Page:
By Michael Baadke
A 4¢ gray commemorative stamp issued March 23, 1937 (Scott 788), shows portraits of Gen. Robert E. Lee and Gen. Thomas Jonathan “Stonewall” Jackson. The stamp is part of a five-stamp set that also honors George Washington, Andrew Jackson, Ulysses S. Grant, and other Army leaders of the past.
Jackson was born Jan. 21, 1824, in Clarksburg, Va., which is now in West Virginia. Orphaned as a youngster, Jackson lived with relatives and sought to educate himself. He was accepted into the U.S. military academy at West Point, graduating in 1846.
Jackson and Lee met in Mexico where they both served during the 1846-48 Mexican-American War. Jackson became an instructor at the Virginia Military Institute, but with the onset of the American Civil War in 1861, Jackson joined the Confederate Army, leading a brigade at the first battle of Bull Run, known as First Manassas, on July 21, 1861. His brigade came to be known as the Stonewall Brigade, and Jackson was there after known as “Stonewall” Jackson.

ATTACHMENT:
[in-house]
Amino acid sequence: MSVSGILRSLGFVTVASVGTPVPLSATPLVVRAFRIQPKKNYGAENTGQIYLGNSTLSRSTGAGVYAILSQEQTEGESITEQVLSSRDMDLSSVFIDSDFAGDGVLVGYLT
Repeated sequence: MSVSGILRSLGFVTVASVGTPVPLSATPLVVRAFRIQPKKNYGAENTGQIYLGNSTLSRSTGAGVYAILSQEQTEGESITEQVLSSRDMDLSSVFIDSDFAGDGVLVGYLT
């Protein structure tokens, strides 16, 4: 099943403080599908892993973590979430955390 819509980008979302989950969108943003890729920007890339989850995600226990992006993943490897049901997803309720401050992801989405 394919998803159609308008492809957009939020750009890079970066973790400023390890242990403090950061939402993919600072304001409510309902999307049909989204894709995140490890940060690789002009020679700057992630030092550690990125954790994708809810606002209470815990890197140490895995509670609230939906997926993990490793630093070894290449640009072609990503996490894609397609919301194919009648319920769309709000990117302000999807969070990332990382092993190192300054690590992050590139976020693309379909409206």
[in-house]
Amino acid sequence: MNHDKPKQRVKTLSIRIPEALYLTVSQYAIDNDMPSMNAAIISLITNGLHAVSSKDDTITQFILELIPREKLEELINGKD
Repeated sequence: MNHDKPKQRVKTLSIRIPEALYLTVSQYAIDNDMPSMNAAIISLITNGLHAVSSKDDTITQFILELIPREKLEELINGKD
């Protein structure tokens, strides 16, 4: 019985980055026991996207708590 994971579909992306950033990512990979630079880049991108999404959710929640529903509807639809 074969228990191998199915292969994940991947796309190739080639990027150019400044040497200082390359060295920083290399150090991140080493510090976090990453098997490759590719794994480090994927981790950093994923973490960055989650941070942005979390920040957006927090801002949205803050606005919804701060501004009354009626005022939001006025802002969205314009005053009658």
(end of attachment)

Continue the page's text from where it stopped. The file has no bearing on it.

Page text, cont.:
He went on to command at Antietam, Fredericksburg, and Chancellorsville, but was accidentally shot by Confederate soldiers on May 2, 1863, and died of pneumonia eight days later.
His portrayal on the Stone Mountain Memorial in Georgia is shown on a 6¢ gray stamp issued Sept. 19, 1970 (Scott 1408), and he also was depicted on a 32¢ stamp in the 1995 Civil War set of 20 (2975s).